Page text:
Now a new report by ResPublica has compiled a list of ways that city councils around the UK can help. The report argues that: “The onus is on cities to create plans that can meet the health and economic challenge within a short time-frame, and identify what they need from national government to do so.”

This is a diplomatic way of saying that current government action on the subject does not go far enough – and that cities must help prod them into gear. That includes poking holes in the government’s proposed plans for new “Clean Air Zones”.

Here are just five of the ways the report suggests letting the light in and the pollution out:

1. Clean up the draft Clean Air Zones framework

Last October, the government set out its draft plans for new Clean Air Zones in the UK’s five most polluted cities, Birmingham, Derby, Leeds, Nottingham and Southampton (excluding London - where other plans are afoot). These zones will charge “polluting” vehicles to enter and can be implemented with varying levels of intensity, with three options that include cars and one that does not.

But the report argues that there is still too much potential for polluters to play dirty with the rules. Car-charging zones must be mandatory for all cities that breach the current EU standards, the report argues (not just the suggested five). Otherwise national operators who own fleets of vehicles could simply relocate outdated buses or taxis to places where they don’t have to pay.  

Different vehicles should fall under the same rules, the report added. Otherwise, taking your car rather than the bus could suddenly seem like the cost-saving option.

2. Vouchers to vouch-safe the project’s success

The government is exploring a scrappage scheme for diesel cars, to help get the worst and oldest polluting vehicles off the road. But as the report points out, blanket scrappage could simply put a whole load of new fossil-fuel cars on the road.

Instead, ResPublica suggests using the revenue from the Clean Air Zone charges, plus hiked vehicle registration fees, to create “Pollution Reduction Vouchers”.

Low-income households with older cars, that would be liable to charging, could then use the vouchers to help secure alternative transport, buy a new and compliant car, or retrofit their existing vehicle with new technology.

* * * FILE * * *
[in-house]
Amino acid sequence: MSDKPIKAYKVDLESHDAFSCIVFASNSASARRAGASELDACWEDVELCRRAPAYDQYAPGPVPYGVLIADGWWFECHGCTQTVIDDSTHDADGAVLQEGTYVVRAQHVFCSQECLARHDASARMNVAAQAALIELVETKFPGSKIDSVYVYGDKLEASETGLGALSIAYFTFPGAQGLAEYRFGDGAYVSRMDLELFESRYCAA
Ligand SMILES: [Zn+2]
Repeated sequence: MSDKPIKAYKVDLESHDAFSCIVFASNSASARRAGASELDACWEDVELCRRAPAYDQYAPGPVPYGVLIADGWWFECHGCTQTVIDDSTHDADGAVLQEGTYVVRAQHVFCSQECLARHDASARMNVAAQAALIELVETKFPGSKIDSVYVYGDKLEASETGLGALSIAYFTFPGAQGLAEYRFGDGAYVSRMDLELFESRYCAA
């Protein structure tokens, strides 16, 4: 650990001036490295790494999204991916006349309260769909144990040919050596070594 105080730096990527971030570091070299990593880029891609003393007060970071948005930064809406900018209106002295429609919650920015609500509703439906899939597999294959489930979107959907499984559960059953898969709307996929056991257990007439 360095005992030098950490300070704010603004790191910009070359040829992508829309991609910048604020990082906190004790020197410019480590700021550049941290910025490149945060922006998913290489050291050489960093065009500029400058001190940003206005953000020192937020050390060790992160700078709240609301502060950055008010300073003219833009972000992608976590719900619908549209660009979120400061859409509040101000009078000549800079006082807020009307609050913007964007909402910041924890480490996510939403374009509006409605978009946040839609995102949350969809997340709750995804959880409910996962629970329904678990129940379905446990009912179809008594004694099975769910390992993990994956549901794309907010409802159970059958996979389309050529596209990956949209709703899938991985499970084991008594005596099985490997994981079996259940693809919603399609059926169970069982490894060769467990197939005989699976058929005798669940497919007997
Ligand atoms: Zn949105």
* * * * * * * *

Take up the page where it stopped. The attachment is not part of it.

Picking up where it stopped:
3. Extend Vehicle Excise Duty

Vehicle Excise Duty is currently only tiered by how much CO2 pollution a car creates for the first year. After that it becomes a flat rate for all cars under £40,000. The report suggests changing this so that the most polluting vehicles for CO2, NOx and PM2.5 continue to pay higher rates throughout their life span.

For ClientEarth CEO James Thornton, changes to vehicle excise duty are key to moving people onto cleaner modes of transport: “We need a network of clean air zones to keep the most polluting diesel vehicles from the most polluted parts of our towns and cities and incentives such as a targeted scrappage scheme and changes to vehicle excise duty to move people onto cleaner modes of transport.”

4. Repurposed car parks

You would think city bosses would want less cars in the centre of town. But while less cars is good news for oxygen-breathers, it is bad news for city budgets reliant on parking charges. But using car parks to tap into new revenue from property development and joint ventures could help cities reverse this thinking.

5. Prioritise public awareness

Charge zones can be understandably unpopular. In 2008, a referendum in Manchester defeated the idea of congestion charging. So a big effort is needed to raise public awareness of the health crisis our roads have caused. Metro mayors should outline pollution plans in their manifestos, the report suggests. And cities can take advantage of their existing assets. For example in London there are plans to use electronics in the Underground to update travellers on the air pollution levels.

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Change is already in the air. Southampton has used money from the Local Sustainable Travel Fund to run a successful messaging campaign. And in 2011 Nottingham City Council became the first city to implement a Workplace Parking levy – a scheme which has raised £35.3m to help extend its tram system, upgrade the station and purchase electric buses.

But many more “air necessities” are needed before we can forget about pollution’s worry and its strife.  

 

India Bourke is an environment writer and editorial assistant at the New Statesman.